Foto: Misako Kuniya | Flickr Creative Commons
It is the right time to explore innovative ways to implement PPPs through a synthesis of sustainable and sustainable best practices that progressively improve delivery and exceed initial expectations
During my recent trips as PPP advisor for Europe, the Middle East and Southeast Asia, I worked closely with public sector leaders increasingly focusing on the acquisition of a new generation of PPPs are sensitive, focused, and will support their governments’ goals of achieving Sustainable Development Goals (SDGs).
A government official in the Balkans has been worried about the maturing of PPPs in his country. Projects launched at the end of communism have reached the end of their lives and would be in a bad state when they returned to government by private sector partners who did not fulfill their obligations to ensure operations and government maintenance has received projects back in good working order. In addition, there is concern that if the perception would have been that PPPs would have led to «privatization of profits and nationalization of debts,» the potential for future PPP projects would have jeopardized
These projects, which could stop when returning to the public sector due to lack of financial and human resources, would determine the country’s development agenda as it could not afford to build new projects and renew the old ones at the same level
In this context of uncertainty about the significance of PPPs and their capacity to genuinely serve the aspirations of SDGs, donor organizations and international development
(19459002) At a recent Symposium of the Center for Strategic International Studies (CSIS) Hartwig Schafer, World Bank Vice President for Global Theses, participated in a PPP group session focused on this topic. Its sincere support for more effective delivery of PPPs as an instrument of economic development that addresses and eliminates poverty and stimulate common prosperity is encouraging. I think this can only be achieved if PPPs continue to deliver them after the expiration date
] In order to implement R + PPPs, a change of mentality must take place by PPP architects. New considerations include:
Flexible agreements that include clauses that can redirect projects to fit perfectly with unpredictable changes such as economic, political, environmental, and climate change
Introducing incentives that encourage the adoption of new innovations and technologies beyond
Developing a Best Practice Mechanism that constantly recalibrates projects to accommodate the potential challenges of technology and facility wear — a real threat in terms of increasing delivery times for projects on a lengthy basis. (and refinancing) that are promoted by responsible investors interested in providing projects (both infrastructure and services) that can be sustained beyond their initial performance period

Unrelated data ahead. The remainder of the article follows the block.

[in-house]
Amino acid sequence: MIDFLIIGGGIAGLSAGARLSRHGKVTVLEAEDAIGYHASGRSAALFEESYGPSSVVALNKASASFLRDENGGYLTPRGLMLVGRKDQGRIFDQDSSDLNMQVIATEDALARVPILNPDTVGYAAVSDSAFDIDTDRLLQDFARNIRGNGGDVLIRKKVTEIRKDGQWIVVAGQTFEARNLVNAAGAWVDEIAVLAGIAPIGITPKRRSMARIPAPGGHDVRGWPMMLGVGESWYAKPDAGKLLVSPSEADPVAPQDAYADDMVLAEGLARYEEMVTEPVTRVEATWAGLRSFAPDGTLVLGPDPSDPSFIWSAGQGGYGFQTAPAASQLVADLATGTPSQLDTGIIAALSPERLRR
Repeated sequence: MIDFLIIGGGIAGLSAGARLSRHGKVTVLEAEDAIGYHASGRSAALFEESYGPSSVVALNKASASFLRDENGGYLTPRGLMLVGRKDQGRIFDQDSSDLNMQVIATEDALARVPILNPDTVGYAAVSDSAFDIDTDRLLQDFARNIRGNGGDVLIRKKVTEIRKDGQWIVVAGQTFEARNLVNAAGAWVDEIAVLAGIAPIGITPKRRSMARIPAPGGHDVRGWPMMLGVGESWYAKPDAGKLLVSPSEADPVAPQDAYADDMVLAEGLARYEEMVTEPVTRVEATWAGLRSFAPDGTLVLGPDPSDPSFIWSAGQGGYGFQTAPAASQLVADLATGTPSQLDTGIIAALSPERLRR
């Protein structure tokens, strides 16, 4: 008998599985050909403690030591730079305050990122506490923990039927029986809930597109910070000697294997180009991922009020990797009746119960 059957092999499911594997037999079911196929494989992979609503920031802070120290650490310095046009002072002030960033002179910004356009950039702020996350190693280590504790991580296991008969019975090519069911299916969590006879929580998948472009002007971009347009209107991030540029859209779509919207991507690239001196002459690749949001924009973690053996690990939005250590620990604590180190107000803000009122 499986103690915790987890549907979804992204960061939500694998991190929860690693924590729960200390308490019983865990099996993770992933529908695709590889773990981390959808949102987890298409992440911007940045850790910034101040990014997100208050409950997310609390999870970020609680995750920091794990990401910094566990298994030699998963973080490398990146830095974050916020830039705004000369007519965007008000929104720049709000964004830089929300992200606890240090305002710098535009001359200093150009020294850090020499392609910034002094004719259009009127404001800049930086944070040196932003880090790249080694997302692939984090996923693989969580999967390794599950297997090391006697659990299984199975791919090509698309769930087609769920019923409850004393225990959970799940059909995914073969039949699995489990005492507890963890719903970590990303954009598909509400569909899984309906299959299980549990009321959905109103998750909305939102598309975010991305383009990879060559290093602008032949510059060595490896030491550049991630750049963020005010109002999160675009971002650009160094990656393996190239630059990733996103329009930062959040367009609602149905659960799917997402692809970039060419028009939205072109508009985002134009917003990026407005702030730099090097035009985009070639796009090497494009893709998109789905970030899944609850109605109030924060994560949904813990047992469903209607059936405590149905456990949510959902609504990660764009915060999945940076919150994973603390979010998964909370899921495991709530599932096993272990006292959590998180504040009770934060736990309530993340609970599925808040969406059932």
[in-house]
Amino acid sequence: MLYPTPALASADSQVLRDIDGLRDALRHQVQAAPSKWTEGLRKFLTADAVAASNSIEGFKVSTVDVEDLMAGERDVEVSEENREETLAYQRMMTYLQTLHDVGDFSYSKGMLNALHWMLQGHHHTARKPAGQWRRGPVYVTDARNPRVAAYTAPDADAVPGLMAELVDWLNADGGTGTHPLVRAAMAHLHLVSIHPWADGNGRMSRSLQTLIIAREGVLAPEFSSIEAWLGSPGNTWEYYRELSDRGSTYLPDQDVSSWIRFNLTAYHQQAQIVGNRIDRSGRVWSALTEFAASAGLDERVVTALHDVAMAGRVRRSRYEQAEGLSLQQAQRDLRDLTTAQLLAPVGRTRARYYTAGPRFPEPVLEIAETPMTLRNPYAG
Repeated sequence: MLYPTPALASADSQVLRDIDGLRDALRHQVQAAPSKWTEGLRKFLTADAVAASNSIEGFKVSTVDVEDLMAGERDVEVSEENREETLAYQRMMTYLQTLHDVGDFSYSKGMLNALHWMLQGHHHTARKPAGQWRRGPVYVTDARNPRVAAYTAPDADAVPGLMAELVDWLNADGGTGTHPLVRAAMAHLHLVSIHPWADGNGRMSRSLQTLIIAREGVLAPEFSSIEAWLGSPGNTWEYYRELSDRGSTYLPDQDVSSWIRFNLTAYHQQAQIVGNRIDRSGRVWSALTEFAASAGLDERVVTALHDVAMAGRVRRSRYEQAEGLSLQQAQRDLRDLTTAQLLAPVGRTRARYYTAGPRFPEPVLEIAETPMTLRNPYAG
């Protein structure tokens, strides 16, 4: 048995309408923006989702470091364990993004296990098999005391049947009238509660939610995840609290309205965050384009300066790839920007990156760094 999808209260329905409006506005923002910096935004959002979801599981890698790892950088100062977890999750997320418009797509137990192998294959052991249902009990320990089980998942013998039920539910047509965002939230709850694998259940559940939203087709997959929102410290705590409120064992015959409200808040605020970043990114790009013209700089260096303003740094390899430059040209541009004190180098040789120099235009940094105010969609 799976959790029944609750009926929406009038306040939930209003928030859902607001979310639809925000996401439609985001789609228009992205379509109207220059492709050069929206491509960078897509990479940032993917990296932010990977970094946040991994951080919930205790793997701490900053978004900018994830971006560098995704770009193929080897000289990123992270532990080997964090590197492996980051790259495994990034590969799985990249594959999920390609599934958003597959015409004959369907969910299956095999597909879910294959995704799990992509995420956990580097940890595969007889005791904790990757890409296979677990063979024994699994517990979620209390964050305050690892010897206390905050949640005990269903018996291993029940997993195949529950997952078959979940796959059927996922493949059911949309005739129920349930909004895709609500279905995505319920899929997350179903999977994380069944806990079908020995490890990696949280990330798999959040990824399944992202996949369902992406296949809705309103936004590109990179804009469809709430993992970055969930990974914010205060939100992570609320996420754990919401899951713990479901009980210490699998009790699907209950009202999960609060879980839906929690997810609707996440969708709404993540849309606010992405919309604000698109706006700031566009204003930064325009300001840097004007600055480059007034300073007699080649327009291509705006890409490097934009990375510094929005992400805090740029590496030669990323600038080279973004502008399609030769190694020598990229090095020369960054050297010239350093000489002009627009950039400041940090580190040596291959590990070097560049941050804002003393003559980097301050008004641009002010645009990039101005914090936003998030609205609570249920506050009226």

Providing PPPs that are proactively adaptable and produce better results under «myopic» ideas that ex
Synthesize sustainable and resilient practices in a new generation of practices that create infrastructure (and services) that are regenerative and do not need to be rebuilt
Identify transparency and competitiveness procurement procedures that allow traditional operators performing exceptionally performance of PPPs to continue to deliver projects if they exceed delivery targets
Exploratory mechanisms that increase the renewable viability of projects transferred to the public sector at the end of the contractual execution period
I think we are capable of adopting a new development horizon, supported by human exponentially developing knowledge that can implement PPP funding for infrastructure projects (and services) that can become renewable and last long as they are useful.
Detractors may say that it is too costly to develop projects with these fundamental expectations. I wonder, would not it be better to embrace the regenerative projects that continue to happen than to return to the drawing plan every 30 years to launch a replacement project?
It seems counterproductive to focus on projects that have a finite design life when we can focus on innovative PPP projects that are genuinely regenerative. The United States would not have the infrastructure crises it currently has if the projects built 50 years ago have embedded regenerative practices.
The time is running out. Financial and capital resources are rarer as population and climate pressures increase. Now is the time to explore the PPP delivery mechanisms that generate all PPP project blocks during their lifetime — and beyond — so do not worry about the expiration of the contract and the expiration of the facility.
Please share your thoughts with me below
The original version of this blog appeared on LinkedIn’s page David Baxter.
Disclaimer: The content of this blog does not necessarily reflect the views of the World Bank Group, the Board of Directors, the staff or governments they represent. The World Bank Group does not guarantee the accuracy of the data, findings or analyzes of this post.
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